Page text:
Kids return to class with style, vision

August 15, 2011

Many children, returning to school this fall, will lack the tools that can help them perform at their optimal level: a professional eye exam and glasses, if necessary.

It seems like summer just began, but in reality we should be thinking about our patient outreach for autumn.

The exam process

Maintain a childlike mindset and refrain from talking down or excluding the child from your conversations. Getting good results requires equal parts effective communication and an animated approach.

If a child needs eyewear, everyone needs to be supportive. Mentioning enhanced academic and extracurricular performance and the cosmetic appeal of fashion-forward frames and lens styles may soothe a child's anxiety.

The dispensing process

Young patients come fully equipped with some challenging characteristics: short attention spans, curiosity, and strong opinions.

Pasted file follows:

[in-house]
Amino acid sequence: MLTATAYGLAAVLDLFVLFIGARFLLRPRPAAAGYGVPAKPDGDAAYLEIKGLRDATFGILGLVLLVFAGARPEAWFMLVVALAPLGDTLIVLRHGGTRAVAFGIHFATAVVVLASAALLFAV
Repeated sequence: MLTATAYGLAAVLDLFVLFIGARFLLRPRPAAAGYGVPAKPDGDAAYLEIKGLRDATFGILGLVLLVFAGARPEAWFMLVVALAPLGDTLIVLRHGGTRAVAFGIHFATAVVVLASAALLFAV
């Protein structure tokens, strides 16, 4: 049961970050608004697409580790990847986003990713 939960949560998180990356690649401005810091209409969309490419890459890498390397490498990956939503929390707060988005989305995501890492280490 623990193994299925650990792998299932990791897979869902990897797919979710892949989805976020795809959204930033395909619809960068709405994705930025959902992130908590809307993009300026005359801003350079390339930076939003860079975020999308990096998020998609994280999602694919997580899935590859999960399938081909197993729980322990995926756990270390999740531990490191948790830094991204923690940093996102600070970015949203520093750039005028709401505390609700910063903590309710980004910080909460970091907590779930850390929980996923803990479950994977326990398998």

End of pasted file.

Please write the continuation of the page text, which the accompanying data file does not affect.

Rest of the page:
The dispenser's role is to present options, provide choices, and ease fears of the entire family. Keep in mind that you're dealing with two separate sets of needs and wants. Parents want durability, style, and value (in that order) and kids tend to think style first, then color and comfort. Great listening and communication skills and a heaping spoonful of compromise will help you keep everybody happy.

Communicating with young patients and winning their trust and the trust of their parents is crucial. Ask personal questions concerning school, sports, and hobbies to get the child talking. This information can be useful in determining lifestyle needs and also is great to document on the patient chart for future reference. It is almost impossible to recall personal information on all your patients and this is a an effective way to provide more personalized service. This type of relationship building with children and their parents will provide you with lifelong, loyal patients.

Marketing opportunities

Once you've mastered the skills necessary for interacting with children and their parents, it's time to take the show on the road. In other words, communicate to your community your interest in young patients.

By using a ten-step marketing plan (see sidebar) you will create a high level of visibility and position yourself as a leading resource for children's vision care.